In the previous lesson, you downloaded an image of Singapore taken by a Landsat satellite. In this lesson, you'll prepare the image for analytical use. First, you'll extract the image from the zipped file format it was downloaded as. Then, you'll add the image to a map in ArcGIS Pro and symbolize it by changing its band combination to better show Singapore's urban features.
Unzip the image
As you could tell from the download time, raw Landsat images have large file sizes. The file size is large partly because you actually downloaded a zipped file that contains more than ten images of the same area, each taken with a different spectral band. Together these images can be combined to create a multispectral image. To view the images, you must unzip the file. You'll also create a new folder to store the data.
- Create a new folder called Singapore Data in an easy-to-remember location on your computer, such as your Documents folder.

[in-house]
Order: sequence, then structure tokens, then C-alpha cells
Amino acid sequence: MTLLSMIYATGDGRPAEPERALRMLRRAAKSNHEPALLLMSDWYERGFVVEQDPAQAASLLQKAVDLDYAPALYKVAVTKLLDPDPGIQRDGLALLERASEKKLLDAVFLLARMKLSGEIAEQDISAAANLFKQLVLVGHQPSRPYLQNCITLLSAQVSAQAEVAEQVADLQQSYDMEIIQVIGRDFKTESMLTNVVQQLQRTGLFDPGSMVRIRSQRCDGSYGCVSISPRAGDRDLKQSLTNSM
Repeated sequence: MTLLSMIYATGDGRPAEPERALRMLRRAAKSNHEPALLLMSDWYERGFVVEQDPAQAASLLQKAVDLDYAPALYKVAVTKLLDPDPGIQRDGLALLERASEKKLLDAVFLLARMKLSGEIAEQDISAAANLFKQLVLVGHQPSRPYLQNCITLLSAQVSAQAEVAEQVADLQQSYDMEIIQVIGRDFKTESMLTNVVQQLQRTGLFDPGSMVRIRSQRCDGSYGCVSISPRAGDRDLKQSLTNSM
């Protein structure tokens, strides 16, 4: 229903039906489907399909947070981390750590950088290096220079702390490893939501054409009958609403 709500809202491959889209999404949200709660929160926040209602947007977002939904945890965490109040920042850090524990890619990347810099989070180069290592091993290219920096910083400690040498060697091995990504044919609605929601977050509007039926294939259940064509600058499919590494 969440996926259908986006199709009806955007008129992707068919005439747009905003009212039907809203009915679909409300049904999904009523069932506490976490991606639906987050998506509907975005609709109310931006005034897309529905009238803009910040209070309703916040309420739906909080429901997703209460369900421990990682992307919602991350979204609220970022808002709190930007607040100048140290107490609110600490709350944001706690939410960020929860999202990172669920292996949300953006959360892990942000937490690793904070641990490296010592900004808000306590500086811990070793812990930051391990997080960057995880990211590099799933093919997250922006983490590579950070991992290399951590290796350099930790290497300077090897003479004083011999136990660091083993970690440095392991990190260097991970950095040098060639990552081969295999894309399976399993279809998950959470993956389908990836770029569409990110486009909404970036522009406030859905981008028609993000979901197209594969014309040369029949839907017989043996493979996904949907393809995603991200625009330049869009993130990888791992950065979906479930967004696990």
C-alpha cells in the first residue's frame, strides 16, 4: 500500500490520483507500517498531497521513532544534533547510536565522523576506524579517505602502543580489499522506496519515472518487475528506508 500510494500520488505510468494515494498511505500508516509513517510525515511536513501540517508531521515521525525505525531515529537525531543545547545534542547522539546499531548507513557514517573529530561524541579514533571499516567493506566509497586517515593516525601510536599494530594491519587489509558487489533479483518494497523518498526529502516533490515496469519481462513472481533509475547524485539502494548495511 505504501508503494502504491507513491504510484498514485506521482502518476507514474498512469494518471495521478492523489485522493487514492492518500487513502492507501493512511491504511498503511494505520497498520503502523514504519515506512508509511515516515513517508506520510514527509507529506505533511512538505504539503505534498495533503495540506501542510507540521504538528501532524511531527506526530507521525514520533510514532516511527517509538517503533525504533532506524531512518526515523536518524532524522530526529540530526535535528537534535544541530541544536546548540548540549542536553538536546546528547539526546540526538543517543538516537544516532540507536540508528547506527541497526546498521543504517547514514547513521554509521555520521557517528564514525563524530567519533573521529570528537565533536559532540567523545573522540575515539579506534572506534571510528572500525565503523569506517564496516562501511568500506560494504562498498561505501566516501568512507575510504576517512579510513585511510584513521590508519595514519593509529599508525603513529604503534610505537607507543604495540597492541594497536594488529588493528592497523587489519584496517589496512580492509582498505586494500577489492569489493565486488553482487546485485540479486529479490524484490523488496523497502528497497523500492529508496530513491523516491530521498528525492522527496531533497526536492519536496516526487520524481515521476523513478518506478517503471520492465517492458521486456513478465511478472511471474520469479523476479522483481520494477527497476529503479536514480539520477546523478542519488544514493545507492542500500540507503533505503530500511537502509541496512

- Locate the downloaded file on your computer.
Depending on your web browser, you may have been prompted to choose where the file would be downloaded to before you began the download. Most browsers download to your computer's Downloads folder by default.
The file is named by its identification code on the USGS website, which is a long string of letters and numbers. The file has the extension tar.gz, which is a type of file that has been compressed twice instead of just once. You'll need to unzip the contents twice to view the images.
- Right-click the file and extract it to the Singapore Data folder.